Roman Empress Justa Grata Honoria
Attila the Hun invaded Rome for her hand.
(b. 418, d. 452-455?, Empress 426-450)
Empress Honoria is another of my favorite Theodosian Women. First born to Empress Placidia and Emperor Constantius III, she led a troubled life with a couple significant mysteries. She grew up in the shadow of her mother ruling in the West and with the example of her aunt Pulcheria ruling in the East. By all accounts she was intelligent, ambitious, beautiful, and probably bored and frustrated. She had to sit on the sidelines as her feckless younger brother Valentinian (guided by their mother Placidia) ruled the roost. Honoria was forbidden to marry because her spouse might be a threat to her brother—the same reason her cousins Pulcheria, Arcardia, and Marina (voluntarily) became celibate.
So what’s a rich bored girl to do? Honoria had an affair with her chamberlain Eugenius and likely got pregnant. Rumors that she conspired with her lover to overthrow her brother reached Valentinian. He had Eugenius executed, Honoria betrothed to a “safe” roman noble Herculanus Bassus, and shipped her off to Constantinople to live under the austere tutelage of Pulcheria and her chaste women. The child’s fate is unknown.
The historical mystery lies in when this happened. One ancient historian claims Honoria was only sixteen and she was exiled to Pulcheria’s court for fourteen years. Another seems to indicate she was thirty or thirty-one when sent to Constantinople and immediately engaged in a second treasonous act. Modern historians split on the dates. My personal preference is for the later date. It makes for a better story.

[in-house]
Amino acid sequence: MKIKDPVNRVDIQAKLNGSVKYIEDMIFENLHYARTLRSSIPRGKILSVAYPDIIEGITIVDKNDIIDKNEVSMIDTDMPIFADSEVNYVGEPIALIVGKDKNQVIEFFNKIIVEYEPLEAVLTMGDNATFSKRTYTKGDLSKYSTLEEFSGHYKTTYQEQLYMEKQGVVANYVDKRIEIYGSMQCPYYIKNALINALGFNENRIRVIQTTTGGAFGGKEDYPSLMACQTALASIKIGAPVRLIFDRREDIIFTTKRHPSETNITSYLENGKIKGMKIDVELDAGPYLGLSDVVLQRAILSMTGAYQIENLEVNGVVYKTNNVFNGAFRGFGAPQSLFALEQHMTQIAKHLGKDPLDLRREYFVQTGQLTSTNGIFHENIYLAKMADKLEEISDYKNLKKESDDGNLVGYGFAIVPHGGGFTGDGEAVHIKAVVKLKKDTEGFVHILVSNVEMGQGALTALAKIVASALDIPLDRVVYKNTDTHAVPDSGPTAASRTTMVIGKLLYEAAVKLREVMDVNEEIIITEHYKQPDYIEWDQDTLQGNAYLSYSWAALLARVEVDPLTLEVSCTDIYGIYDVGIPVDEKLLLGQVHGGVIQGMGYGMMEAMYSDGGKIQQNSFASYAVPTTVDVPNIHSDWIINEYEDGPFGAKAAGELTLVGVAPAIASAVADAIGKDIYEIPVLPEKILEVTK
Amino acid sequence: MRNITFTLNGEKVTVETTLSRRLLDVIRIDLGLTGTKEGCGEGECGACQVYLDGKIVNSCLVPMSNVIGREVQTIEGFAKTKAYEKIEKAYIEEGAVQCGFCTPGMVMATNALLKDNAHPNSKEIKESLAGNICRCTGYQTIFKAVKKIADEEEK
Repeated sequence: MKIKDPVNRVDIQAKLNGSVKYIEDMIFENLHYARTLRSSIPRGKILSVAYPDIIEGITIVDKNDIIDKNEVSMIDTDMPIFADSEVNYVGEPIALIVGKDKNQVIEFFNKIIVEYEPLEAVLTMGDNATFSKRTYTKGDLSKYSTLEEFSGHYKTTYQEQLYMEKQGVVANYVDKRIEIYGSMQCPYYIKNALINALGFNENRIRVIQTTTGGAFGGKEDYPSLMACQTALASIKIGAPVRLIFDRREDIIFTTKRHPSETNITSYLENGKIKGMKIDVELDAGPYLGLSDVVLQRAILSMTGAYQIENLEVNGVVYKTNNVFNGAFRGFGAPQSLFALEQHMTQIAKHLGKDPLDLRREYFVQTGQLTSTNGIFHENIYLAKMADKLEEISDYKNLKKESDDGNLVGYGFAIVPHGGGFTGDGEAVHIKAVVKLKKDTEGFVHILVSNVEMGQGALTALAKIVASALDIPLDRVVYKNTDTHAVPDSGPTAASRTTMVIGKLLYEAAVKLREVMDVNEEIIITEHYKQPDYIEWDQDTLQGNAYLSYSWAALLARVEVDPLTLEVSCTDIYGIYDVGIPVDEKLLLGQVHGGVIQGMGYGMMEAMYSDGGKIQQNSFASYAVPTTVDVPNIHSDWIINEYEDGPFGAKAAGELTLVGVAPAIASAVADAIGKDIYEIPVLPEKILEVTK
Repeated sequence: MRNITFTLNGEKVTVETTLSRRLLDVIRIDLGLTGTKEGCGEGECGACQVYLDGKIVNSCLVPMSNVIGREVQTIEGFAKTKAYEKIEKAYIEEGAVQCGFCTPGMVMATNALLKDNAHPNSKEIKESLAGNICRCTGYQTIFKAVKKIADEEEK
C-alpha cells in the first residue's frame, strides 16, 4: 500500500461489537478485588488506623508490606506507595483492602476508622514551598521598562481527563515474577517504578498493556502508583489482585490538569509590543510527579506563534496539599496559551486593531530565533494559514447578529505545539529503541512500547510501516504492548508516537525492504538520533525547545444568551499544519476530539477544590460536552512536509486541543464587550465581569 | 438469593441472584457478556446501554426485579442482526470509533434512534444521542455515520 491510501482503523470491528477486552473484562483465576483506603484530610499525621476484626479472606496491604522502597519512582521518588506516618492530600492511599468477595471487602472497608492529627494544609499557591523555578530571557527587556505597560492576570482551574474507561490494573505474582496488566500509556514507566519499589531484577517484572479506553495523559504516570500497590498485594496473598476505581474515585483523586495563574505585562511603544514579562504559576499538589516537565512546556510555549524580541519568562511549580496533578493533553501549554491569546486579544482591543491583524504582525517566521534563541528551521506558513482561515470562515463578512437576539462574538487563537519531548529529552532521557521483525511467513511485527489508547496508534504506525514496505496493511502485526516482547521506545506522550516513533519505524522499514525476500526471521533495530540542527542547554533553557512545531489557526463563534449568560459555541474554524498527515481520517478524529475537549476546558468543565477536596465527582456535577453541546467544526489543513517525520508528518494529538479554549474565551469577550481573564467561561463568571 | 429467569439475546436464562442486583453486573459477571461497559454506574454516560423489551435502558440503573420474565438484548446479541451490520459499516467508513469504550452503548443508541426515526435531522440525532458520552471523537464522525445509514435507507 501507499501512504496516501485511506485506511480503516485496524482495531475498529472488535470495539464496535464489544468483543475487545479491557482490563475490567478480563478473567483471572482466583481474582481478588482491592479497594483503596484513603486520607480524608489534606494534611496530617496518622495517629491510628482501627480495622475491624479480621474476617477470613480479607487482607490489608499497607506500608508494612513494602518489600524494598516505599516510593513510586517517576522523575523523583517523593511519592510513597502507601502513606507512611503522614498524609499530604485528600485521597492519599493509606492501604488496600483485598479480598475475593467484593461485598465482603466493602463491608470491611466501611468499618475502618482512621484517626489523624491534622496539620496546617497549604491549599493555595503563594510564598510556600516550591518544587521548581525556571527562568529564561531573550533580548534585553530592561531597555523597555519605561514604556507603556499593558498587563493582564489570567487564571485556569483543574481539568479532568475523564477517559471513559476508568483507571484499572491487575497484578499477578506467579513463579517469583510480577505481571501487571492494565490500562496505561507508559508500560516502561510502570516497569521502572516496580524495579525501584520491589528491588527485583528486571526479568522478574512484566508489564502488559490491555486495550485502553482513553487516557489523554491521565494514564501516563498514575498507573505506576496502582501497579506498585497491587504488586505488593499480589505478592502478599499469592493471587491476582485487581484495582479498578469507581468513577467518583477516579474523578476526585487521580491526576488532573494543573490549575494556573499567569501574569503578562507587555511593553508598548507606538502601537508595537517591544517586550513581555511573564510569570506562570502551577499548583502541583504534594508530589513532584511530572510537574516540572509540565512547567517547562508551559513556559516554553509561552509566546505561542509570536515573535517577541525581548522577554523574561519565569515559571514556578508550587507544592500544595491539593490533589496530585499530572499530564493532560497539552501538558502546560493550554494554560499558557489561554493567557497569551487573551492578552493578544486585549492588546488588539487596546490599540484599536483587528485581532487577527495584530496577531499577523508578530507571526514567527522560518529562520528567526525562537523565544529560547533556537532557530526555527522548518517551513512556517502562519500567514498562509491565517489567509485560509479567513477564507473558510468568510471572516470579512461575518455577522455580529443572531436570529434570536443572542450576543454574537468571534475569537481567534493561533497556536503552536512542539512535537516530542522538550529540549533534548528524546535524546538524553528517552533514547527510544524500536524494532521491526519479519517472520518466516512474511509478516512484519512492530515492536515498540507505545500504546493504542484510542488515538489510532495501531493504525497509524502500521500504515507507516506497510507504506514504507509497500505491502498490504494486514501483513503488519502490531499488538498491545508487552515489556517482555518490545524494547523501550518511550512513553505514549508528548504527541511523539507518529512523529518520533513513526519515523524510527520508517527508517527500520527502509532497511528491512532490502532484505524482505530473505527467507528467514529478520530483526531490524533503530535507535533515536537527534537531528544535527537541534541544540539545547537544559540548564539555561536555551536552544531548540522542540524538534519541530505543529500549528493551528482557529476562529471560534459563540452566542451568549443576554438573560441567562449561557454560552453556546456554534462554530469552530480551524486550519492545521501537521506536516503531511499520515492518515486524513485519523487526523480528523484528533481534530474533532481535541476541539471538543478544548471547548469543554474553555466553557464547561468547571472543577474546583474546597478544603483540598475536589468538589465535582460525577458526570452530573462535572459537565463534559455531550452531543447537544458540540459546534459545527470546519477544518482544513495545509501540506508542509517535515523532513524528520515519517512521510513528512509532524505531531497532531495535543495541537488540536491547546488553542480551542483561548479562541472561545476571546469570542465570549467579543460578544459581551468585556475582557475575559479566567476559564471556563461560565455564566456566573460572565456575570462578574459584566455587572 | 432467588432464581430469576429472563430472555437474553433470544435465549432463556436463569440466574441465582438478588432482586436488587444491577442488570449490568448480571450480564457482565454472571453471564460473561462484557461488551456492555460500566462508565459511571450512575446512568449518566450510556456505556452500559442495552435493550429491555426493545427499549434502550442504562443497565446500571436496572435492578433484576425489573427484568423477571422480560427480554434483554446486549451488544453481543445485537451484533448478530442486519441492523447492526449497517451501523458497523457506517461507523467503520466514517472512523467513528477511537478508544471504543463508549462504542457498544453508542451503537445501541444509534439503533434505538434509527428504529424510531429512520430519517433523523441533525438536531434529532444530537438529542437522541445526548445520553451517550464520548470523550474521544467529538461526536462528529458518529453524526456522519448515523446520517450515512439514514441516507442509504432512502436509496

The scorned Empress Honoria did not go quietly into exile. In 450, she sent money and a ring to King Attila of the Huns asking for his assistance in preventing the hated marriage to Bassus. Attila claimed this was a proposal of marriage and demanded half of Western Rome as Honoria’s dowry. He threatened invasion on her behalf. Emperor Theodosius sent Honoria back to his cousin with the advice to hand her over to the Hunnish king and let her live out her days as one of his many wives.
Furious, Valentinian stripped Honoria of her titles and threatened execution. Only Placidia’s pleas saved her daughter’s life. Valentinian married her off to Bassus who kept her under close guard. He was rewarded with the 452 consulship. Attila continued to demand Honoria’s hand in marriage several times during the next two years, so we can assume she was still alive during that period.
Valentinian informed Attila that Honoria was married to another and that she had no portion of rule in the empire. However, the Hunnish King used that as an excuse (among others) to invade the Roman Empire. After destroying the city of Aquileia, the Huns fell victim to a plague and retreated. Attila died at his own wedding to another bride in 453
The second mystery is when and how Honoria died. There is no mention of her in the record after 452. She’s not among the imperial hostages taken by the Vandals in 455, so historians assume she died sometime between those dates. However, she wasn’t necessarily present in Rome during the sack. Bassus could have kept her in close confinement at a remote/rural property.
After Placidia’s death in late 450, Valentinian may have taken the opportunity to rid himself of his troublesome sister. Or Honoria might have died of natural causes anytime after 452. I proposed a more fanciful end for the wayward Empress Honoria in Twilight Empress. That’s the fun part of writing historical fiction–filling in the blanks.
Fun facts: Sophia Loren played Honoria in a 1954 movie starring Anthony Quinn as the titular Attila. A 2001 two-part TV series also called Attila starred Gerard Butler as the Hunish king and Kirsty Mitchell as the lasvicious Honoria.
Next up: Empress Licinia Eudoxia, Athenais’ beloved daughter and Honoria’s sister-in-law.
Image of Empress Justa Grata Honoria on a coin available through Creative Commons licensed by Classical Numismatic Group, https://commons.wikimedia.org/w/index.php?curid=308162